Blue Fish Delray is the company's first venture beyond the Lone Star state, and you have to applaud the iron-clad cojones in the location they've chosen. This jinxed, curséd spot at 110 E. Atlantic Ave. has sent one restaurant after another spiraling down the tubes — first Sopra, then Bice — places that ought to have done well. It's a pretty space with a cool little staircase that arcs over a pool outside, and a humongous indoor cavern broken into manageable parts: a bar, a sushi bar, a smaller room with a wall of windows, a larger room fit for ogling your fellows. Past failures here evidently had a lot more to do with mismanagement than with the acoustics.
Disappointed posters on chowhound's Florida board wrote scathingly of the Blue Fish when it first opened. Word about the sushi: "Inedible." I didn't find this to be the case during two visits, but I do think you need to choose your fish wisely if you go. The salmon was nearly inedible — mushy and greasy and of very poor quality. But a black cod special grilled with miso was delicious, with a sweetish, carmelized crust set against an interior that melted in our mouths (and yes, black cod is a "good" fish). We had a splendid selection of sushi, exactingly chosen from a big menu of raw fish, all of it cold, bursting with flavor. Sea eel ($5 for two), an animal not always found at your local sushi dive (the sustainably farmed saltwater eel is called anago; the more common freshwater eel, unagi), was served just slightly cooked after blanching and lightly brushed with sweetened soy. We ordered luscious uni (a pair for $9.95, the pudding-like, musky gonads of sea urchin) topped with a couple of raw quail eggs ($1 each); creamy, glistening slices of kampachi over vinegared rice ($3.75 apiece); toothsome octopus ($2.25) sliced thin and blushing at the margins like wild roses; and silvery pink sea bream (tai sushi, $3.75). On both our visits, a slightly bemused manager stopped by our table and expressed surprise over our unconventional order.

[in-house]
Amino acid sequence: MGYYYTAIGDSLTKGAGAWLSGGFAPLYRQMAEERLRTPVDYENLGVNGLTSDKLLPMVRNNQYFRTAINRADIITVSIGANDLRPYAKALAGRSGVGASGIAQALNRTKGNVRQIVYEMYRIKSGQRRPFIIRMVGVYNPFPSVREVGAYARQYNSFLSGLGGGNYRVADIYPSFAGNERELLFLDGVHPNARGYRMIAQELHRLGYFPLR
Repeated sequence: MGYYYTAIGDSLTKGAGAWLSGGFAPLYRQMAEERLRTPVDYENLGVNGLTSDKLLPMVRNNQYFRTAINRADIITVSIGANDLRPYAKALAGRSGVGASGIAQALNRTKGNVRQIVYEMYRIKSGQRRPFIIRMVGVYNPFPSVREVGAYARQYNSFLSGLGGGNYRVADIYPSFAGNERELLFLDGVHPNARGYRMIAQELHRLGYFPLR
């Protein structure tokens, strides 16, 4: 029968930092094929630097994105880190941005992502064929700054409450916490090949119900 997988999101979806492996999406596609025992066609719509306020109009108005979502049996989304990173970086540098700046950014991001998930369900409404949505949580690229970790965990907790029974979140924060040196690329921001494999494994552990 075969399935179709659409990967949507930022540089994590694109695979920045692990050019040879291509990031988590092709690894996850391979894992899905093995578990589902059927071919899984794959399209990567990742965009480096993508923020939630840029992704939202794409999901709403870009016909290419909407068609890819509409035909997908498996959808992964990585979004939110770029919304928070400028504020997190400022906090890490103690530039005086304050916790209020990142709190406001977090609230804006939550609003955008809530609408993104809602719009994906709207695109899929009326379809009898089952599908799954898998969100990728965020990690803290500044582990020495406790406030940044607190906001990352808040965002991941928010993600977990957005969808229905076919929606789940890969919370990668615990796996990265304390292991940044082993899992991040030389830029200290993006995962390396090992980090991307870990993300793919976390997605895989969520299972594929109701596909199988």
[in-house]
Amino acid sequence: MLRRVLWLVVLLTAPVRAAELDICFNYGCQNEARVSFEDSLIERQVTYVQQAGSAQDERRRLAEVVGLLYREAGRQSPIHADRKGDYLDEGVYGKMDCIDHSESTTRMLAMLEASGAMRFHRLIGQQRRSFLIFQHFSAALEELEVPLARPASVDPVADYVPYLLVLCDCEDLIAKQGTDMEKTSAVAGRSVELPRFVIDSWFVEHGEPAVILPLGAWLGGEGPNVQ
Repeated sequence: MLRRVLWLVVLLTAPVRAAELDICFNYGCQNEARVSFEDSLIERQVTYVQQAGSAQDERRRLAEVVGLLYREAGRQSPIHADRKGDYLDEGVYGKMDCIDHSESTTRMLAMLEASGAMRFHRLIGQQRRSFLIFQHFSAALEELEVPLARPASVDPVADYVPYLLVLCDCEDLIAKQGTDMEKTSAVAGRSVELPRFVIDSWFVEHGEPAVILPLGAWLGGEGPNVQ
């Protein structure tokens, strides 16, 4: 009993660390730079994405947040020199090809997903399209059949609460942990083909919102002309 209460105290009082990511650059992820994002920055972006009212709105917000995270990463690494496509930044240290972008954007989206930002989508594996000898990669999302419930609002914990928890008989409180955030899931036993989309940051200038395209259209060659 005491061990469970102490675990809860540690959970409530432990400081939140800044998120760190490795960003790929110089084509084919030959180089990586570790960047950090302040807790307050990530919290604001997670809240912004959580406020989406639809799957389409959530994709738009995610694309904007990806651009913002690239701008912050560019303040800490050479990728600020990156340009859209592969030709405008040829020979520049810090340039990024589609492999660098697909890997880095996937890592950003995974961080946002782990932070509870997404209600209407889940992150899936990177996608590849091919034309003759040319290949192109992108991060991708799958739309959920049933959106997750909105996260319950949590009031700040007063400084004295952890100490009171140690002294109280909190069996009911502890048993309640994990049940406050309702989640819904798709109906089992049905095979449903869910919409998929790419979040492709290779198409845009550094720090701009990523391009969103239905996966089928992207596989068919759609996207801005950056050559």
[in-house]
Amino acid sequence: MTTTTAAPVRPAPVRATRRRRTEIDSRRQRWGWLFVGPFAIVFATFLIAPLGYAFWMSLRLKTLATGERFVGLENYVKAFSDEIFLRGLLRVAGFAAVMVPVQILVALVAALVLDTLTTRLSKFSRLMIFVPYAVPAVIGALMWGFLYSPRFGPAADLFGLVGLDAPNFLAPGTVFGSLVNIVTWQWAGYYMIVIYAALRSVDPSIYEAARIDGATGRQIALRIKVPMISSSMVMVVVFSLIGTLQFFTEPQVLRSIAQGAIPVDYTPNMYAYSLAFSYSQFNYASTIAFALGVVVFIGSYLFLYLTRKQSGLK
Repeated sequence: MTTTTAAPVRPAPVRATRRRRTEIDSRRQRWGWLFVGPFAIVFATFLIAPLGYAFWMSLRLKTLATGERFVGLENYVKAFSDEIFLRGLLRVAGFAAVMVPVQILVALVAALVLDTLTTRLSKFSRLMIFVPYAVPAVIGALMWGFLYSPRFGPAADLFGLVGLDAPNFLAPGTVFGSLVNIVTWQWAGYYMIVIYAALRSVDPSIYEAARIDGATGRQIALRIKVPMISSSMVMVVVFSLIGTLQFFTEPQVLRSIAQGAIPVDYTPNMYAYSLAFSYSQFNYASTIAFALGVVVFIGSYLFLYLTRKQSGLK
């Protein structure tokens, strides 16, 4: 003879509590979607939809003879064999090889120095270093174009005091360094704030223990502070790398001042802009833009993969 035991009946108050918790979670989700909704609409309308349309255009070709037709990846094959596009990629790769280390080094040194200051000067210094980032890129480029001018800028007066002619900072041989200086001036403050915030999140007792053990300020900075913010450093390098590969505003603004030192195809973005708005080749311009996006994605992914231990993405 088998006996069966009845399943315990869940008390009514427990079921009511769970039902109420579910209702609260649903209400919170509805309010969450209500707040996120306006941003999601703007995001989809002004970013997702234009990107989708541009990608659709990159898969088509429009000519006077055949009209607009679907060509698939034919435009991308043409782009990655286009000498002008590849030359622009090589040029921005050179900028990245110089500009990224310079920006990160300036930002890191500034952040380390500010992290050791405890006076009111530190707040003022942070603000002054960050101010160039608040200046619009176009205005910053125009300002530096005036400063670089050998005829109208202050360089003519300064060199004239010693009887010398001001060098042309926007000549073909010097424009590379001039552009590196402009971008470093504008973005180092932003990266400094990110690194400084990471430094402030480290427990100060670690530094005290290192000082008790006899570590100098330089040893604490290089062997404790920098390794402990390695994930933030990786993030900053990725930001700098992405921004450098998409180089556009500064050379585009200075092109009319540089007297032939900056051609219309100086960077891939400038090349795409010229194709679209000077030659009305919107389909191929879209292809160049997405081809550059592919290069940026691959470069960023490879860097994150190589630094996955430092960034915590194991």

Unconventional is the operative way to go here. The carcass of our whole aji, picked clean of meat, was taken away, flash-fried, and returned to our table so we could snack on the salty, crunchy bones, head, and tail. Here was a new experience for me, made all the more surreal because we'd already finished dessert when the bones arrived. Our "wonton berry tower" ($9.50) had been wanton indeed — a chin-high pile of ice cream and sugared rice skins. Delicious, but not exactly the sort of amuse bouche ideal to proceed a flash-fried mackerel skeleton. Our service was sweet — but who'd think to bring fish bones to the table after the ice cream?
Blue Fish is not a perfect restaurant. It can be good if you order carefully and pay attention to the specials, or bad. A Mexican martini was yucky — some absolutely undrinkable mixture of tequila and, like, I don't know... powdered margarita mix? I told my waiter I hated it, and he brought me something much better, a Strawberry Geisha made with sake and crushed berries. But I still had to pay $12; the cocktails are not exactly a bargain. And I'd advise anybody who cares about fish to skip the specialty rolls entirely. Aren't we just bored to death with cream cheese, spicy mayo, avocado, endangered tuna, and crappy farmed salmon? My working hypothesis is that the worst scraps go into rolls in sushi bars: Anybody who wants salmon and cream cheese ought to get herself down to the Jewish deli and stay out of Japanese restaurants. There's something so mid-'90s about these concoctions of asparagus and crab stick, volcano rolls smothered in cream. Diners might help restaurants like this along by ordering only seafood that can be brought to the table without bulldozing coral reefs, poisoning South Asian villages, and loading our bodies full of toxins and heavy metals. Blue Fish should do itself, and its customers, a favor and swim bravely forward into the 21st Century. The fact is, fish that's good for the world just tastes better anyway.